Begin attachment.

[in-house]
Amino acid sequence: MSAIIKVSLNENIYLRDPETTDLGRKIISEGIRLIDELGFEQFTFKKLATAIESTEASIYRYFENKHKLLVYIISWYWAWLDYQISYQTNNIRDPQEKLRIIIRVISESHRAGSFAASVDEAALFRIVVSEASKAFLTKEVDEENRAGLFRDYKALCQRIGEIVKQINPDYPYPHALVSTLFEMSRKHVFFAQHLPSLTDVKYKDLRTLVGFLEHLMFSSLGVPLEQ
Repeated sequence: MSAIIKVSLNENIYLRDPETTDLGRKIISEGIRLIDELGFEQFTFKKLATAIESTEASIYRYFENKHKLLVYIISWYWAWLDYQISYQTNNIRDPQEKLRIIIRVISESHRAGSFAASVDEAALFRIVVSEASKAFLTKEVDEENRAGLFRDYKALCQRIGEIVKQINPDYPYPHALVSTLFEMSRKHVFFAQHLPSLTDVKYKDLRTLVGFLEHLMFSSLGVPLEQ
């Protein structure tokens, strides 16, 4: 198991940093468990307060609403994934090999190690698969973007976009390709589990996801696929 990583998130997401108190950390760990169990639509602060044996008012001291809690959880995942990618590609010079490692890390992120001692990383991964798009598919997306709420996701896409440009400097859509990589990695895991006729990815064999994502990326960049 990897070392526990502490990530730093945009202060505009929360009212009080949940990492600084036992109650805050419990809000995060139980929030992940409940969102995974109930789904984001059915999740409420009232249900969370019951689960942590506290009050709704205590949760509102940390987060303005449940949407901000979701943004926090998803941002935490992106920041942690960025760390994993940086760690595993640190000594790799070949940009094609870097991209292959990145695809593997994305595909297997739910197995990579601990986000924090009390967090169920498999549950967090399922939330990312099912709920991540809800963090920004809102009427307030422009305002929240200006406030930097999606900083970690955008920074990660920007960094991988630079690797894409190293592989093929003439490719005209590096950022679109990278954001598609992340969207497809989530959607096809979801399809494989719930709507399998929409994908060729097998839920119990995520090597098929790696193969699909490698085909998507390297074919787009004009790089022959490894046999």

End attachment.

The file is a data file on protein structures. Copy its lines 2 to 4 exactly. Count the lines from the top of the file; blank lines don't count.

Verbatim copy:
Amino acid sequence: MSAIIKVSLNENIYLRDPETTDLGRKIISEGIRLIDELGFEQFTFKKLATAIESTEASIYRYFENKHKLLVYIISWYWAWLDYQISYQTNNIRDPQEKLRIIIRVISESHRAGSFAASVDEAALFRIVVSEASKAFLTKEVDEENRAGLFRDYKALCQRIGEIVKQINPDYPYPHALVSTLFEMSRKHVFFAQHLPSLTDVKYKDLRTLVGFLEHLMFSSLGVPLEQ
Repeated sequence: MSAIIKVSLNENIYLRDPETTDLGRKIISEGIRLIDELGFEQFTFKKLATAIESTEASIYRYFENKHKLLVYIISWYWAWLDYQISYQTNNIRDPQEKLRIIIRVISESHRAGSFAASVDEAALFRIVVSEASKAFLTKEVDEENRAGLFRDYKALCQRIGEIVKQINPDYPYPHALVSTLFEMSRKHVFFAQHLPSLTDVKYKDLRTLVGFLEHLMFSSLGVPLEQ
């Protein structure tokens, strides 16, 4: 198991940093468990307060609403994934090999190690698969973007976009390709589990996801696929 990583998130997401108190950390760990169990639509602060044996008012001291809690959880995942990618590609010079490692890390992120001692990383991964798009598919997306709420996701896409440009400097859509990589990695895991006729990815064999994502990326960049 990897070392526990502490990530730093945009202060505009929360009212009080949940990492600084036992109650805050419990809000995060139980929030992940409940969102995974109930789904984001059915999740409420009232249900969370019951689960942590506290009050709704205590949760509102940390987060303005449940949407901000979701943004926090998803941002935490992106920041942690960025760390994993940086760690595993640190000594790799070949940009094609870097991209292959990145695809593997994305595909297997739910197995990579601990986000924090009390967090169920498999549950967090399922939330990312099912709920991540809800963090920004809102009427307030422009305002929240200006406030930097999606900083970690955008920074990660920007960094991988630079690797894409190293592989093929003439490719005209590096950022679109990278954001598609992340969207497809989530959607096809979801399809494989719930709507399998929409994908060729097998839920119990995520090597098929790696193969699909490698085909998507390297074919787009004009790089022959490894046999």